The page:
A Salmon Arm company’s agriculture technology project is one of three in the province receiving funding to help bring an innovative idea to reality.
According to a notice from the B.C. Ministry of Agriculture, Technology Brewing Corporation, a Salmon Arm firm, is developing a vision-guided robot that can pick, trim and package mushrooms.
“This project could help get B.C. mushrooms to market quicker and help address the mushroom sector’s labour shortage,” the release from the ministry reads.
Work on the project will be assisted by $50,000 they will receive through the Agritech Innovation Challenge, a federally and provincially funded program. Technology Brewing and the other selected projects will also receive mentorship and market validation training through Innovate BC.
The goal of the challenge is to find ways to increase the efficiency, sustainability and competitiveness of B.C.’s agriculture, food and seafood industries, while also bolstering the province’s tech sector with access to new customers and products that can be marketed globally.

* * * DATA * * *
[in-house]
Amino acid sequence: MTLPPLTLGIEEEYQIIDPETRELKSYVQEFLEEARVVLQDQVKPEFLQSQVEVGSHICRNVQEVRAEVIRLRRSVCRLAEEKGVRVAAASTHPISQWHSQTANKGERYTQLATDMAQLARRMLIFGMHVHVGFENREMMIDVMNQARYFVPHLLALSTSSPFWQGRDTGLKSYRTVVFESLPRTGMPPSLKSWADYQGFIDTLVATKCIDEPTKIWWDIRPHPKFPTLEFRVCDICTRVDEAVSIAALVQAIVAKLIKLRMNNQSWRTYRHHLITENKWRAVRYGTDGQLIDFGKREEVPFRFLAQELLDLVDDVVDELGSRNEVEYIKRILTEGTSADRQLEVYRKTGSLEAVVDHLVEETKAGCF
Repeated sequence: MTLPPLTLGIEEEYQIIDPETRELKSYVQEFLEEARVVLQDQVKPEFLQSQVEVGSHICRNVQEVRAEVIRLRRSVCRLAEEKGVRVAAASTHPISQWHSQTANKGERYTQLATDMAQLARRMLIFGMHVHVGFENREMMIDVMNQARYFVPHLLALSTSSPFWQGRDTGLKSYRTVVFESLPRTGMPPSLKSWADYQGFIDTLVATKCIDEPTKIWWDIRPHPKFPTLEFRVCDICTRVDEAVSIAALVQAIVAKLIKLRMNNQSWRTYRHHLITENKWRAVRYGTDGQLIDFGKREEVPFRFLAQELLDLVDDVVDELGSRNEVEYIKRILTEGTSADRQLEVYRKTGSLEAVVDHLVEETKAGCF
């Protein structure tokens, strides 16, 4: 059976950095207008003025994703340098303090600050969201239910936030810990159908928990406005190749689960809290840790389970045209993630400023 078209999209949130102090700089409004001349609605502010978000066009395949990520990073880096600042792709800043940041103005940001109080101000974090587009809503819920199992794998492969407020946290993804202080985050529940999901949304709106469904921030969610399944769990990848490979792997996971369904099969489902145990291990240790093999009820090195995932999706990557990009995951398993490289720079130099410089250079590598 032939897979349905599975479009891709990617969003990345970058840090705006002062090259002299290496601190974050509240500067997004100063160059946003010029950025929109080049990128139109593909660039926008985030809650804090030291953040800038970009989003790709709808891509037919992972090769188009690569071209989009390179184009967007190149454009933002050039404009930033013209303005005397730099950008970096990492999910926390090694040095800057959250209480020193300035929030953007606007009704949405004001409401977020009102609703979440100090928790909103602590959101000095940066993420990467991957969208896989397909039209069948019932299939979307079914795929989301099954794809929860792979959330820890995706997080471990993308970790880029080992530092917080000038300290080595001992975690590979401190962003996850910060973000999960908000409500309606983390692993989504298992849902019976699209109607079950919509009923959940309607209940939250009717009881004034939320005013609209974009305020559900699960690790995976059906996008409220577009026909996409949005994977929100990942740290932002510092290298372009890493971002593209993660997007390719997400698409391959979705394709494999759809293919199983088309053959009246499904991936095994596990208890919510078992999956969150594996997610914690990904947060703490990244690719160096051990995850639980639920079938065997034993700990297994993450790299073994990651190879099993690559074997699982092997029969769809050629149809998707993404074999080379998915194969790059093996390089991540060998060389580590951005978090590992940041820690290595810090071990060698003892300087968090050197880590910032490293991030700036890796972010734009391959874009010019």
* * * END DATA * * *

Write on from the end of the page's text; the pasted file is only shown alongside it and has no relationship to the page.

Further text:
“This funding will enable us to start helping B.C. farmers improve their harvesting efficiency using robotic automation. With a successful prototype, we will quickly progress to testing in an actual mushroom farm,” said Technology Brewing Corporation’s president and CEO Mike Boudreau.
“This is a very large and technically challenging project with many parts. It will not only benefit the mushroom industry, but help shine a light on B.C.’s high-tech sector as well.”
According to their website, Technology Brewing’s projects include other applications of vision guided robotics to the food and food packaging industries. Examples include a more accurate cheese portioning and cutting machine and a robotic arm that can score the tops of loaves of bread before baking.
The other two projects supported by the Agritech Innovation Challenge are one researching ways to eradicate varroa mites from honey bee colonies using a non-toxic chemical and another aimed at creating a tool to help winemakers monitor their aging barrels.